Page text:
By Lucas Leiroz de Almeida
Global Research, March 16, 2023
Increasingly, blackmail and direct threat become the main mechanisms in Western foreign policy towards Russia. Recently, Canada’s Foreign Minister said that her country hopes to overthrow the Russian government, suggesting that Canadian intelligence would be planning some kind of maneuver to destabilize Moscow through a regime change operation. The case is further evidence that on the part of NATO’s powers there is no sign of respect in bilateral relations with Moscow.
The threat was made by the Minister of Foreign Affairs of Canada Mélanie Joly. According to Joly, only “isolating” Russia would not be enough for the West to achieve its goals, which is why she expects something more disabling to be launched against Moscow. Joly believes Russia should be attacked economically, politically, and diplomatically, so that it becomes unable to continue its operation in Ukraine. In this sense, she also hopes that, as a consequence, the Putin government will be overthrown, and he and his allies will be considered guilty of war in the future.
“We’re able to see how much we’re isolating the Russian regime right now — because we need to do so economically, politically and diplomatically — and what are the impacts also on society and how much we’re seeing potential regime change in Russia (…) The goal is definitely… to weaken Russia’s ability to launch very difficult attacks against Ukraine. We want also to make sure that Putin and his enablers are held to account (…) I always make a difference between the regime and the people of a given country, which is fundamental”, she said.
As expected, Canadian animosity was praised by Volodymyr Zelensky who came to media to express his support for Joly’s statement and ensure that Kiev is working in the same direction, seeking to encourage international society to further sanction Russia, especially concerning aluminum and steel – sectors in which Canada recently imposed new sanctions. The goal is to increase coercive measures until Moscow eventually becomes unable to continue fighting.
“We are also working to add new sanctions against Russia (…) Recently, Canada took a significant step by expanding sanctions on imports of Russian aluminum and steel. I thank Canada for this decision – for this signal to the international community”, Zelensky said.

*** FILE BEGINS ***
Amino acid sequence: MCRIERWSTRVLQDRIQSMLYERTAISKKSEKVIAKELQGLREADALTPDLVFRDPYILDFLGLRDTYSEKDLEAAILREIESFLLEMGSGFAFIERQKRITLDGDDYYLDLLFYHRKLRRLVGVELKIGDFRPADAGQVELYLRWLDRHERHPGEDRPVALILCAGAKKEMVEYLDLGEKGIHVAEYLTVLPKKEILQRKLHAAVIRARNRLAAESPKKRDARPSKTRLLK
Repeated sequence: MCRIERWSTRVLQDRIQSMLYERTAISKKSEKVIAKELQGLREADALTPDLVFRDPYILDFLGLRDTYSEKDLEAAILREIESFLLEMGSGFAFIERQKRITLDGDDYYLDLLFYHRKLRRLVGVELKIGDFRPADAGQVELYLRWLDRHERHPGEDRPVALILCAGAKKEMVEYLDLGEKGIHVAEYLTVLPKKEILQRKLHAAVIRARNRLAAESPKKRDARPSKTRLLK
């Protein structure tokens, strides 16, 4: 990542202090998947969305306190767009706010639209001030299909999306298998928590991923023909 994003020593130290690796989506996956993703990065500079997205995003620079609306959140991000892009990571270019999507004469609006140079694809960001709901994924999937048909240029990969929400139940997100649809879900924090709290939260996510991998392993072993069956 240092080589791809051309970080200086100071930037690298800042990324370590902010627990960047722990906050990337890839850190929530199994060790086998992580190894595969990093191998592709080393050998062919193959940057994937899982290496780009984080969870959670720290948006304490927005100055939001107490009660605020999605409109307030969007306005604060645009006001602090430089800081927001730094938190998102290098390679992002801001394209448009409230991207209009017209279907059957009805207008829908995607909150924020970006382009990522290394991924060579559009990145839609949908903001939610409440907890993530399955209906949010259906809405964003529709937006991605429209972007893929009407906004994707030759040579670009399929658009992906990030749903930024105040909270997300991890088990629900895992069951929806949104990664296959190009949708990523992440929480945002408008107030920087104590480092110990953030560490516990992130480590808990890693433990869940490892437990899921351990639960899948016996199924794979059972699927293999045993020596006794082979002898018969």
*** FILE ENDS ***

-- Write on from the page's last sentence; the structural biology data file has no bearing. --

Obviously, the Russian reaction to the Canadian minister’s words were severe. On social networks, Russian Foreign Ministry’s spokespersons commented the following:
“Canadian Foreign Minister Melanie Joly declared regime change in Russia foreign policy goal of Canada… officially (…) Sorry to see the ruling liberal clique having subdued Canada with decadent anti-family, pro-drug & support for Ukrainian Neo-Nazis agenda”, spokespersons published on the Ministry’s official Twitter account.
In the same vein, the Russian Ambassador in Canada responded to the Minister’s words by stating that he was “perplexed” with her speech, and asking for clarification on whether she guides the Canadian embassy in Moscow to work for a regime change in the country.
“Quite perplexed to hear from Canadian Foreign Minister Melanie Joly that her goal is ‘regime change’ in Russia. Is this how she instructs the Canadian Embassy in Moscow? (…) And by the way, what reaction would we expect if, for example, someone in Moscow had said that Russia’s goal is ‘regime change’ in Ottawa?”, he said.
In another occasion, he also emphasized the popularity of Russia’s government, saying:
“What Joly or other decision-makers in Ottawa don’t want to recognize is that the current Russian policy is supported by the ultimate majority of the nation” – the goal apparently was to respond to Joly’s statement that she makes “a difference between the regime and the people of a given country”.
It is not surprising that the Canadian state acts this way. In practice, Canada works much more as a 51st American state than as an independent country. The case shows how relations between Russia and the West are deeply broken, close to a point of no return.
Lucas Leiroz is a journalist, researcher at the Center for Geostrategic Studies, geopolitical consultant. You can follow Lucas o Twitter and Telegram.